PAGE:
Time is your most precious commodity as a business owner. With it, you can make strategic decisions that will directly impact the health and future of your company. Do not take this lightly; think long and hard about ways to free up time. Do not just free up time and replace it with another time waster. Remove the time wasters and replace them with time savers, and you will have saved yourself financial, moral, and physical headaches.  

SEO Insights and Tips

It is not easy to know exactly how to rank higher, because Google judges your site based on 150+ criteria. No one but Google knows the formula for ranking higher and the criteria are always changing. So if someone calls or emails you saying they know the exact mathematical formula and can get you higher on Google, they are a scam. SEO, or Search Engine Optimization, is the trial and error businesses go through to increase their Google ranking. Although the criteria for higher SEO changes constantly, there are a few things that we know can help with your Google ranking. We will continue to add more tips and suggestions throughout time, and this will be an ever growing list.


This is the number 1 thing you can do to help increase your SEO. Google is always looking for good content. So what is good content? It has to be original. You cannot copy and paste and hope that Google will like that. They won’t. Because blogs tend to have all original content, websites with blogs tend to do very well on Google. Keywords are still somewhat important, but they are not as critical as they were in the past. Google will actually penalize you if you just spam keywords all over the place. There has to be relevant context. Here are some suggestions for good content:

Content should be understood – All text on your webpage should be conversational. You should not use big words. Google does not want a college paper. The perfect grade level of simplicity should be between a 4th – 6th grade reading level.

Content should be updated – Making changes to your webpage every day doesn’t necessarily improve your SEO. But rather adding new content and pages. That is why Blog sites do well with updated content; it is new text.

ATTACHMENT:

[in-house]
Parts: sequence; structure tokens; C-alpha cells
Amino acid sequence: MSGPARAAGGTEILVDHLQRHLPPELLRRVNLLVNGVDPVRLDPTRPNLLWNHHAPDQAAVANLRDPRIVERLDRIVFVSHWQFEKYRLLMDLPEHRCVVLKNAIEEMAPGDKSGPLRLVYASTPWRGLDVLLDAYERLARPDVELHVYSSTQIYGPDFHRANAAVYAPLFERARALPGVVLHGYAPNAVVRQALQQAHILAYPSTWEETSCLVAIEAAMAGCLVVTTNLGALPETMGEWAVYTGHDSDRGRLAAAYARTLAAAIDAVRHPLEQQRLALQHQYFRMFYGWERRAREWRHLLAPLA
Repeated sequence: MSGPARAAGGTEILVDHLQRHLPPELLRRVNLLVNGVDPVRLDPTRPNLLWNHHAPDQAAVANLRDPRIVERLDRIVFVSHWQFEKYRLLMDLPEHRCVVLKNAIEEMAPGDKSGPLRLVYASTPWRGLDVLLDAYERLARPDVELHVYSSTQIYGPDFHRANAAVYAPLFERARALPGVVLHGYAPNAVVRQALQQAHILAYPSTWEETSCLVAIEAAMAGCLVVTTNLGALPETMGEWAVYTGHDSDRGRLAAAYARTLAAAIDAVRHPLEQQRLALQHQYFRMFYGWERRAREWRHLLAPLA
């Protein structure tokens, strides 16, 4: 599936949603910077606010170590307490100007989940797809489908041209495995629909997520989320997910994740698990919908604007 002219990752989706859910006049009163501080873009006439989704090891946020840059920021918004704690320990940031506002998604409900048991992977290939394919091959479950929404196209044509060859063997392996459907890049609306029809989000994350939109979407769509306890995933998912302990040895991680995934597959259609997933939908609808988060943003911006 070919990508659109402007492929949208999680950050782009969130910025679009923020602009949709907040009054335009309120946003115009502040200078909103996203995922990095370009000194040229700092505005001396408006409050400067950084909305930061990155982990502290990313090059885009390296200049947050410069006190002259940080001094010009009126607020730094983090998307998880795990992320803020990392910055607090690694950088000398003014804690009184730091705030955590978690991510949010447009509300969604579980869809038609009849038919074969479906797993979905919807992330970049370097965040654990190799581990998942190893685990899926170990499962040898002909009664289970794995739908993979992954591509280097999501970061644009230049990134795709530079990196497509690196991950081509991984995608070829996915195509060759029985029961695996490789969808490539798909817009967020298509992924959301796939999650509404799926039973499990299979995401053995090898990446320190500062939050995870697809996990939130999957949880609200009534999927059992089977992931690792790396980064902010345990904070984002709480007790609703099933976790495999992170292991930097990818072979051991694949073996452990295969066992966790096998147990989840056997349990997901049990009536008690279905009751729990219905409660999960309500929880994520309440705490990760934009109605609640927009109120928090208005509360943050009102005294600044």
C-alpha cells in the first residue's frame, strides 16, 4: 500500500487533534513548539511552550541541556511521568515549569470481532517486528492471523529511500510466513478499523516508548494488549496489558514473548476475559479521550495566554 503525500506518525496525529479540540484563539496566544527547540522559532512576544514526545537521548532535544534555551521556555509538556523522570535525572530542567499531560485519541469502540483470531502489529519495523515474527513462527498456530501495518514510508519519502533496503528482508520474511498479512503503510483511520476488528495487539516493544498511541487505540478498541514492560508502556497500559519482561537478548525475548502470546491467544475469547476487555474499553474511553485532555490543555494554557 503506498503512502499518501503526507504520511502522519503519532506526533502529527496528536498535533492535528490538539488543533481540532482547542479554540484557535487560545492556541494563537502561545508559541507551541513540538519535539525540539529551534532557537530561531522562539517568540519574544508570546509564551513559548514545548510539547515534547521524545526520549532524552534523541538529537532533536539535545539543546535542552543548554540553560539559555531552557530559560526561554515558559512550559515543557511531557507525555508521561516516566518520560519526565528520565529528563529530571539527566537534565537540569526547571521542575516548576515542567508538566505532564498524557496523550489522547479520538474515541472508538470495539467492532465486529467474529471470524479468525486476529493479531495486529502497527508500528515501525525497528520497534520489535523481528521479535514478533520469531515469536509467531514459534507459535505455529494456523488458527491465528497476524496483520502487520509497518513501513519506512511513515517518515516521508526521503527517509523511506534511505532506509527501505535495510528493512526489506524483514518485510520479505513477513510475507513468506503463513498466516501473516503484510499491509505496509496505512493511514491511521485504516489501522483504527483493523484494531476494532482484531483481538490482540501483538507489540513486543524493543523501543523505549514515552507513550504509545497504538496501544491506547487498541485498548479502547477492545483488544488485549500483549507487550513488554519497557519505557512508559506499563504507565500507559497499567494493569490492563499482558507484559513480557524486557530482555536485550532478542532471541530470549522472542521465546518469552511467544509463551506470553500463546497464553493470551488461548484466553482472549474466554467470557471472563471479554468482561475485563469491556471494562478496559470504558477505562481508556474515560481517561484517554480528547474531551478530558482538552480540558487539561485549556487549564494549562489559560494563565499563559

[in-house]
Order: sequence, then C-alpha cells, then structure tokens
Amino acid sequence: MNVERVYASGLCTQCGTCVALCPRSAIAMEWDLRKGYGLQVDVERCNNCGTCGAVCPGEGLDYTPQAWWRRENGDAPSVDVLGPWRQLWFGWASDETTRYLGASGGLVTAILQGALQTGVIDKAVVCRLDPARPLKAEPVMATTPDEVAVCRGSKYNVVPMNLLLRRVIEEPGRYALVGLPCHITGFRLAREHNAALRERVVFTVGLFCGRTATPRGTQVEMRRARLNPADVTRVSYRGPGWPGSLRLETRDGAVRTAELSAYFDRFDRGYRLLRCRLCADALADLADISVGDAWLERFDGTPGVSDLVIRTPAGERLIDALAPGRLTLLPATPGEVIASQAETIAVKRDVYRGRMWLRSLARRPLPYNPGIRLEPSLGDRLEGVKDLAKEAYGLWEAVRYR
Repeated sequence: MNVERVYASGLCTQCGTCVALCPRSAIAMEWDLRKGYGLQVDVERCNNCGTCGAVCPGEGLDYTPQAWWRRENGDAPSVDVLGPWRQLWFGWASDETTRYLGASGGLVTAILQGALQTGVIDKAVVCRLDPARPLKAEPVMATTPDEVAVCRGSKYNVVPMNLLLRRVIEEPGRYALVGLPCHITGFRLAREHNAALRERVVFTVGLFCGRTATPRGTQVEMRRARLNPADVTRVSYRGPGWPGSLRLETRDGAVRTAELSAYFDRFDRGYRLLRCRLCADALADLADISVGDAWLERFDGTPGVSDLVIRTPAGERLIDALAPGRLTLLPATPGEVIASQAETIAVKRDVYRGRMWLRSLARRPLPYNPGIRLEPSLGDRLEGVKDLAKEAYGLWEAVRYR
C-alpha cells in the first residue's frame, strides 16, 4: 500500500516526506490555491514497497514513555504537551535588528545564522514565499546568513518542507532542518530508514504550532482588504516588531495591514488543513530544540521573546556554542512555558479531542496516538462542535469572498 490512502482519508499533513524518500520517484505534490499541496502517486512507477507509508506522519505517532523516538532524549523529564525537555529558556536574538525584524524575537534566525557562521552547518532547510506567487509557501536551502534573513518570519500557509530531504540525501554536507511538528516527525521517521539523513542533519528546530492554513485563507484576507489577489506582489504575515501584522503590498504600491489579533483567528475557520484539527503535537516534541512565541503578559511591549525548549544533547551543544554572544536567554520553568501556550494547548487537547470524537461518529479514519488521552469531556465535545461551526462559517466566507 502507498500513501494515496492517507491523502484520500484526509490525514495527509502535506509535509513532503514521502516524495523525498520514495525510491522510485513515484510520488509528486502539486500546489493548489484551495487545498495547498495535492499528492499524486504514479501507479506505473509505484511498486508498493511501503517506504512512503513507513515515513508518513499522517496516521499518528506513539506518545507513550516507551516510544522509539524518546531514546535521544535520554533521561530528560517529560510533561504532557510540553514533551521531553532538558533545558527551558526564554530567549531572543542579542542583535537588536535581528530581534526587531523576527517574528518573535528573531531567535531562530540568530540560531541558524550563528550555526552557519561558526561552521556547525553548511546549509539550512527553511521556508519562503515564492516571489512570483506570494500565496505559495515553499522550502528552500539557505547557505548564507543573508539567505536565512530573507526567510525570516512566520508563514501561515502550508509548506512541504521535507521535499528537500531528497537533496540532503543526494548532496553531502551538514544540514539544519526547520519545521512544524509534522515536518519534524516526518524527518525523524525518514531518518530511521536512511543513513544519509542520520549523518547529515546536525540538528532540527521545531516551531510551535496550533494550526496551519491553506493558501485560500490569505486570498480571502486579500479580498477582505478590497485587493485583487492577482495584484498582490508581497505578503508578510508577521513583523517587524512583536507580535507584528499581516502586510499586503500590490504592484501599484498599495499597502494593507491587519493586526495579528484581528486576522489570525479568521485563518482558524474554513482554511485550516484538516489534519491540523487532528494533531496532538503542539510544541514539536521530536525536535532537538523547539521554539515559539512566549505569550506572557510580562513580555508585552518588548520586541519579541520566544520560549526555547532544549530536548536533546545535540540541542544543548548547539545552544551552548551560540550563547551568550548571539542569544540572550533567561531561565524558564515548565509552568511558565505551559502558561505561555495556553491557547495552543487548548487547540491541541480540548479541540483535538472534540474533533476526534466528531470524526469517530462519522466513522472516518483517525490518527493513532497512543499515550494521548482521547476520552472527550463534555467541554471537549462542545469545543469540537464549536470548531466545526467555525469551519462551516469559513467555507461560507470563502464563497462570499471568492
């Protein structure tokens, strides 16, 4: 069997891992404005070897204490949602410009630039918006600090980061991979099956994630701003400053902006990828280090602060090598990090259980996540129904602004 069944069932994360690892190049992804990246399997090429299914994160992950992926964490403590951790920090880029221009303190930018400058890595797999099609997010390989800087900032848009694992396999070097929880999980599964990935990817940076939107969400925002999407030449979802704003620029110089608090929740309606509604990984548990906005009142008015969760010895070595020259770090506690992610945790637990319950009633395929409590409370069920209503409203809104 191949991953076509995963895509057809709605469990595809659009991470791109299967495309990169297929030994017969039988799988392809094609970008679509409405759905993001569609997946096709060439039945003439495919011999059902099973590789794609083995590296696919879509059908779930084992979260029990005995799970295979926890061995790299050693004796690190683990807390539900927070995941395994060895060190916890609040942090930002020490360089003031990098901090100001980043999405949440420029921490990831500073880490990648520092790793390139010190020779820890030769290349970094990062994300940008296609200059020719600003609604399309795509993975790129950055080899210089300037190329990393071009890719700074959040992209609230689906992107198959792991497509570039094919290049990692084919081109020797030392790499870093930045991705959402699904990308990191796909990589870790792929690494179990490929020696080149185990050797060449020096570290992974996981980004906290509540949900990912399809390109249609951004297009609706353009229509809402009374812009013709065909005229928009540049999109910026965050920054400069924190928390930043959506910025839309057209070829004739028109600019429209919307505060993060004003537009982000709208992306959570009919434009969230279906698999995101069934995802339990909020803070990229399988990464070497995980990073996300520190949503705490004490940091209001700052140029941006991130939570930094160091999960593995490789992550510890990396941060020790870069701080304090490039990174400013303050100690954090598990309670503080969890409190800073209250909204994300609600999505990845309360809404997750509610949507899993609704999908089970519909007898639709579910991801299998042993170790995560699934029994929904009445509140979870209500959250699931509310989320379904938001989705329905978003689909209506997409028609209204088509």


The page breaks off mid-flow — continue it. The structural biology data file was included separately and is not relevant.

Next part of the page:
Content should be unique – Google will know if you have copied and pasted from another website. Even if the content is the best content ever, if it is copied, Google will penalize you for it. Even things as copying item descriptions from your vendors will hurt your SEO.

Age of Web Address

Depending on when you registered your domain name, you can rank higher than others. This is because Google wants to know if you have withstood the test of time. Theoretically, if there are 2 businesses with the exact same product and website, the one that has had their domain name longer will appear higher on Google. On the flip side, Google wants to know that you plan to stay around for a long time. So a business with a domain name that is purchased for 2-3 years in advance will get a slight bump over those who have just purchased their domain name for one year.

Inbound Links

Inbound links are when other websites put a link back to your website. The more websites that do this for you, the better your SEO will be. There are businesses that claim to get you hundreds of inbound links for a fee, but these “farms” are frowned upon by Google and can actually hurt you. Don’t take the easy way out of this. Organically find legit websites within your network that will provide a link back to your website. And the more valuable and higher quality the website that links to you, the more valuable that inbound link will be. Google loves to see inbound link from local Chamber of Commerce websites, the Yellow Pages, and the Better Business Bureau. Try to get on their website and get an inbound link by joining those organizations.

Update Your Website

Google will actually find out how often you make changes and updates to your website. It is like a social media account...you know if a business hasn’t posted in years. Google knows the same about your website. Update it frequently. How often? It depends, and there isn’t a set in stone answer. News sites typically rank higher because they are updating content every hour, even every minute. These updates need to be made on your static pages (ex: Home page, About page, Services page, etc.). Having a blog will help with this, but you need to make changes to your other pages as well. There is a debate as to whether or not you should make changes to existing pages, or add new pages to your site. I would suggest a combination of both, but either way, these changes should involve content and words.



Managing Cash Flow

We hear this term, cash flow, thrown around a lot, but what exactly is cash flow? Basically, it is money that comes in (sales) and the money that goes out (expenses). It is the position of cash you have to cover your daily costs and pay your bills. For instance, if you make a sale for $1,000 and you receive cash payment, your cash flow is positive $1,000. If on the next day, you pay your rent for $750, your cash flow is negative $750 for that day, bringing your cash position to $250. This is a very simple illustration, but what happens when you don't receive payment on a sale for 30 days? Or what happens when you purchase inventory and don't pay your supplier for 60 days? Your cash flow is directly influenced by your accounts receivable (money people owe you), accounts payable (money you owe people), and your inventory.